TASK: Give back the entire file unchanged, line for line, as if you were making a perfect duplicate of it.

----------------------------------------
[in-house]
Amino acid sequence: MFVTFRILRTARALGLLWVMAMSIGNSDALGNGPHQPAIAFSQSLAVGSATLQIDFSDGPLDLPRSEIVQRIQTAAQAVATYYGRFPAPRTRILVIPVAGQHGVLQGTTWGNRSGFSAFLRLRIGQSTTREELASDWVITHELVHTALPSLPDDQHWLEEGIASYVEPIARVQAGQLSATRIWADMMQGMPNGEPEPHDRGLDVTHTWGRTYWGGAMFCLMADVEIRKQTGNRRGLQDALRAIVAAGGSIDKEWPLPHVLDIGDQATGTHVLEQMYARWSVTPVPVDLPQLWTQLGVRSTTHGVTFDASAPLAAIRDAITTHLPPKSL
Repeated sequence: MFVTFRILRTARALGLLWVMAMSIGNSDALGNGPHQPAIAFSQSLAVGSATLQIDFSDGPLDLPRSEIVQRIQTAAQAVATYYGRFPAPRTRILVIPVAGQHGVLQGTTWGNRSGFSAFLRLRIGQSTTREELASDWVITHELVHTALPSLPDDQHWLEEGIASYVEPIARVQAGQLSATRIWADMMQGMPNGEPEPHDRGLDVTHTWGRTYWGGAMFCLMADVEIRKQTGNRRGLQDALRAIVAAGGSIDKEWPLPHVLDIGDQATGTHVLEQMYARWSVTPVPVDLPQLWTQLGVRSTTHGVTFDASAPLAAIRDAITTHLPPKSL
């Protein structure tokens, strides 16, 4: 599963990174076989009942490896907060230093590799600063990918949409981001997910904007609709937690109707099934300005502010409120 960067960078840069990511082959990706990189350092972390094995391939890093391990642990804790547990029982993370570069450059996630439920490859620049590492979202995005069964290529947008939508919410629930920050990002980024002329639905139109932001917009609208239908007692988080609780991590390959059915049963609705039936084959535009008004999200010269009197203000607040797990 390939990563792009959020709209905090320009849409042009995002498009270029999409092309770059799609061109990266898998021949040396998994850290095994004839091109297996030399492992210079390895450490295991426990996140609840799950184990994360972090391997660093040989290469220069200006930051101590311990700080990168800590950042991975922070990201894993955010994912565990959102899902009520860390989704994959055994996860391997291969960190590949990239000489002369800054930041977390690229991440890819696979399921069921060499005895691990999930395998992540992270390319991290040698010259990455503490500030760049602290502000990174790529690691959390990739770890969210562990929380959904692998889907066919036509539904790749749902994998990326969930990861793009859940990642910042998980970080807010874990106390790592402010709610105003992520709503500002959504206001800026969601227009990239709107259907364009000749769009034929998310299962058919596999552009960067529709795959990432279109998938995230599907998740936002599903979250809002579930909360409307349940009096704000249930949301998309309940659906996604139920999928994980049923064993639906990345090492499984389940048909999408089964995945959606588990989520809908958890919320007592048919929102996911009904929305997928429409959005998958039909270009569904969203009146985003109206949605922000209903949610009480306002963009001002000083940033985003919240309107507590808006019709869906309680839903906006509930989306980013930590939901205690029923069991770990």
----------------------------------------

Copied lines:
[in-house]
Amino acid sequence: MFVTFRILRTARALGLLWVMAMSIGNSDALGNGPHQPAIAFSQSLAVGSATLQIDFSDGPLDLPRSEIVQRIQTAAQAVATYYGRFPAPRTRILVIPVAGQHGVLQGTTWGNRSGFSAFLRLRIGQSTTREELASDWVITHELVHTALPSLPDDQHWLEEGIASYVEPIARVQAGQLSATRIWADMMQGMPNGEPEPHDRGLDVTHTWGRTYWGGAMFCLMADVEIRKQTGNRRGLQDALRAIVAAGGSIDKEWPLPHVLDIGDQATGTHVLEQMYARWSVTPVPVDLPQLWTQLGVRSTTHGVTFDASAPLAAIRDAITTHLPPKSL
Repeated sequence: MFVTFRILRTARALGLLWVMAMSIGNSDALGNGPHQPAIAFSQSLAVGSATLQIDFSDGPLDLPRSEIVQRIQTAAQAVATYYGRFPAPRTRILVIPVAGQHGVLQGTTWGNRSGFSAFLRLRIGQSTTREELASDWVITHELVHTALPSLPDDQHWLEEGIASYVEPIARVQAGQLSATRIWADMMQGMPNGEPEPHDRGLDVTHTWGRTYWGGAMFCLMADVEIRKQTGNRRGLQDALRAIVAAGGSIDKEWPLPHVLDIGDQATGTHVLEQMYARWSVTPVPVDLPQLWTQLGVRSTTHGVTFDASAPLAAIRDAITTHLPPKSL
């Protein structure tokens, strides 16, 4: 599963990174076989009942490896907060230093590799600063990918949409981001997910904007609709937690109707099934300005502010409120 960067960078840069990511082959990706990189350092972390094995391939890093391990642990804790547990029982993370570069450059996630439920490859620049590492979202995005069964290529947008939508919410629930920050990002980024002329639905139109932001917009609208239908007692988080609780991590390959059915049963609705039936084959535009008004999200010269009197203000607040797990 390939990563792009959020709209905090320009849409042009995002498009270029999409092309770059799609061109990266898998021949040396998994850290095994004839091109297996030399492992210079390895450490295991426990996140609840799950184990994360972090391997660093040989290469220069200006930051101590311990700080990168800590950042991975922070990201894993955010994912565990959102899902009520860390989704994959055994996860391997291969960190590949990239000489002369800054930041977390690229991440890819696979399921069921060499005895691990999930395998992540992270390319991290040698010259990455503490500030760049602290502000990174790529690691959390990739770890969210562990929380959904692998889907066919036509539904790749749902994998990326969930990861793009859940990642910042998980970080807010874990106390790592402010709610105003992520709503500002959504206001800026969601227009990239709107259907364009000749769009034929998310299962058919596999552009960067529709795959990432279109998938995230599907998740936002599903979250809002579930909360409307349940009096704000249930949301998309309940659906996604139920999928994980049923064993639906990345090492499984389940048909999408089964995945959606588990989520809908958890919320007592048919929102996911009904929305997928429409959005998958039909270009569904969203009146985003109206949605922000209903949610009480306002963009001002000083940033985003919240309107507590808006019709869906309680839903906006509930989306980013930590939901205690029923069991770990």